Another option is to make the two hours before bedtime a tech-free zone.
Tec trap #5
Binge-watching your favourite series
Results of a recent US study prove people who binge-watch up to six consecutive hours of media in one sitting are more likely to eat poorly, exercise less and to be overweight. Binge-watching prompts us to eat unhealthy foods to excess, as well as stealing time from healthier pursuits.
Avoid it by
Limiting how many episodes you watch at once
Research published last year says you’ll enjoy your favourite series more when you take a break between episodes.
Did you know?
Australia comes eighth globally for binge-racing through entire TV series in one day
How to digitally detox
Try these four ways to tame your tech habit without really trying.
Turn your devices to silent. Hearing that ‘ding’ notification causes the same amount of mental distraction as actually using your phone or tablet.
Keep gadgets out of sight when socialising. Not only does this deliver a zero-tech opportunity, you’ll get more out of your socialising too. Research shows just the presence of a smartphone lowers the quality of traditional-style conversations.
Move your chargers out of your bedroom. And make it a habit to plug in devices overnight. That takes away the temptation to use them before or after you’ve switched the lights off, something 42 per cent of Australians do.
And never (ever!) check your phone while you’re moving. You’ll be much safer too. Researchers from Queensland have confirmed that texting while walking significantly increases your accident and injury risk.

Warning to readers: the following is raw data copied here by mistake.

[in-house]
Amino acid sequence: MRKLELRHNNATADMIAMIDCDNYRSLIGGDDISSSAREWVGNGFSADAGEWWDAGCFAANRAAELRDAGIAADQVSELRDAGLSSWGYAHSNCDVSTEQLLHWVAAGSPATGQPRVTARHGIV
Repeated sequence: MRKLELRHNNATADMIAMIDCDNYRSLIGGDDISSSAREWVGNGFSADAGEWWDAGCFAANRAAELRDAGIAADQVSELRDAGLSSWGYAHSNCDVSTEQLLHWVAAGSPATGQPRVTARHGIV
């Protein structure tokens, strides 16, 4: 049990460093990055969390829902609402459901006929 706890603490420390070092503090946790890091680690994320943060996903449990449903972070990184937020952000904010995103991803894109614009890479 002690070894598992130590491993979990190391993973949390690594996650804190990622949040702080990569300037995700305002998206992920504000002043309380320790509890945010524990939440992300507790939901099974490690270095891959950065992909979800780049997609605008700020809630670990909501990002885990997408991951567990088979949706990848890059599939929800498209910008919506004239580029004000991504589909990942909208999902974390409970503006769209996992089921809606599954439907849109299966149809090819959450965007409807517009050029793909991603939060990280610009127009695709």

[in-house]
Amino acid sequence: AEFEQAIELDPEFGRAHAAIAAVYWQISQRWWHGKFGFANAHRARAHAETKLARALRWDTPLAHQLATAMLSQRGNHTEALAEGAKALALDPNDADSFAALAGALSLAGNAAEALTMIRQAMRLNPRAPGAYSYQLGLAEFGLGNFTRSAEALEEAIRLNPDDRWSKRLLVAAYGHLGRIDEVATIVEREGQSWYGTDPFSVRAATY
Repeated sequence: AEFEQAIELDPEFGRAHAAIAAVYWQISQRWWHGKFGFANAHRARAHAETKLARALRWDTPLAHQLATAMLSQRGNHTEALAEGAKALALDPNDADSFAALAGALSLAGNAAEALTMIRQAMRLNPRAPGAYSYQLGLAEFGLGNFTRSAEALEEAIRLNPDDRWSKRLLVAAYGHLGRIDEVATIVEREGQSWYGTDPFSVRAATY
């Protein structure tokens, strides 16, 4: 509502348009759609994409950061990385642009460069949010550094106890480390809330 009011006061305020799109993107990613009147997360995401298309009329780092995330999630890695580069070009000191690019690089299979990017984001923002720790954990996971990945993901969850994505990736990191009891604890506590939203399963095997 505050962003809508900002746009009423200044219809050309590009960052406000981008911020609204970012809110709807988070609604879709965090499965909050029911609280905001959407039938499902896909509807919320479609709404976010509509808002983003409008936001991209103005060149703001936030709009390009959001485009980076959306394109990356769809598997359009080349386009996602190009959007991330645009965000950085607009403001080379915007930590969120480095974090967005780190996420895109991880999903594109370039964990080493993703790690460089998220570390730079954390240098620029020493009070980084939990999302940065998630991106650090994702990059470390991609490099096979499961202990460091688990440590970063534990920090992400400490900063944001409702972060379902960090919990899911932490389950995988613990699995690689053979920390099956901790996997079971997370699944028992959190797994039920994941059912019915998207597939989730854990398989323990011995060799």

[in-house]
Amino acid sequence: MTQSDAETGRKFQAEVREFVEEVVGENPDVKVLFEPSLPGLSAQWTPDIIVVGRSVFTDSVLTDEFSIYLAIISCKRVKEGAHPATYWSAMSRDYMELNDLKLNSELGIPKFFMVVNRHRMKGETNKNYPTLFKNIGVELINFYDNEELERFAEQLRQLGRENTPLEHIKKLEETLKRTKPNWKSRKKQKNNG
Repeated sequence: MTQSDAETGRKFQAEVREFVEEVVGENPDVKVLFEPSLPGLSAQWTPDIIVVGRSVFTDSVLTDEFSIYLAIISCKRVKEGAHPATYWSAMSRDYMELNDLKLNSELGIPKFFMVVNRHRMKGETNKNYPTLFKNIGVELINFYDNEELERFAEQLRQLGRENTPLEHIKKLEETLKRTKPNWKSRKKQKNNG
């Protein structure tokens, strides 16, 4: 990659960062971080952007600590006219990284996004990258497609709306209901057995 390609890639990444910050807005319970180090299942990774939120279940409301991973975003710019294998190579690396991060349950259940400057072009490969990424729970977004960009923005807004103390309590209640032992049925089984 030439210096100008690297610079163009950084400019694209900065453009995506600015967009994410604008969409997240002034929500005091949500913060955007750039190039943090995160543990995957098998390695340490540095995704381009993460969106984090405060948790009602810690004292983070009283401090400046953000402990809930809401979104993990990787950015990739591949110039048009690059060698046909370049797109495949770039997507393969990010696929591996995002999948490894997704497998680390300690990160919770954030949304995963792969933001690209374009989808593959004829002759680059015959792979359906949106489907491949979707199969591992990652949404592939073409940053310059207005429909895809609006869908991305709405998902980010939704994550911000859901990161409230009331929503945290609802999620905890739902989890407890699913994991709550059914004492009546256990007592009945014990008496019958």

While some technology contributes to weight gain, other types can help you shift the scales in the opposite direction. Try using …
Apps that scan food labels
Using nutrition information panels to decide which groceries to buy is linked to people weighing four kilograms less than those who do not. But just 9 per cent of people who say they always check the kilojoule content of a product, actually do.
Download FoodSwitch (foodswitch.com.au), an app that features a barcode scanner which makes it simple to compare products based on their nutritional make-up.
Meal-kit delivery services
Having a box full of recipes and ingredients delivered to your place can make cooking from scratch a lot easier if you are time poor. Researchers have identified time poverty as a key barrier to preparing the home-cooked meals that promote a healthier diet.
Try HelloFresh or Marley Spoon for family-friendly meal kits or Eat Fit Food or Dietlicious for dietitian-designed meals delivered to your door, ready for you to heat and eat.
Online grocery shopping
It’s scientifically proven to reduce how much food ends up in your fridge, as well as how many high-fat foods you have access to, as it’s easier to resist temptation when you are shopping in an ‘online supermarket’.
Your phone’s camera
Take a picture of your food before you eat it. When people were asked to do that as part of a US study, they started making healthier choices because the photos made them feel more accountable and mindful about the sort of foods they were eating.
Apps that track your steps
Research shows tracker apps are just as accurate for tracking activity as wearable devices. People who track their steps take more than 780 extra steps per day and also engage in significantly more physical activity.
Check out ActivityTracker (activitytrackerapp.com) and Pacer (mypacer.com).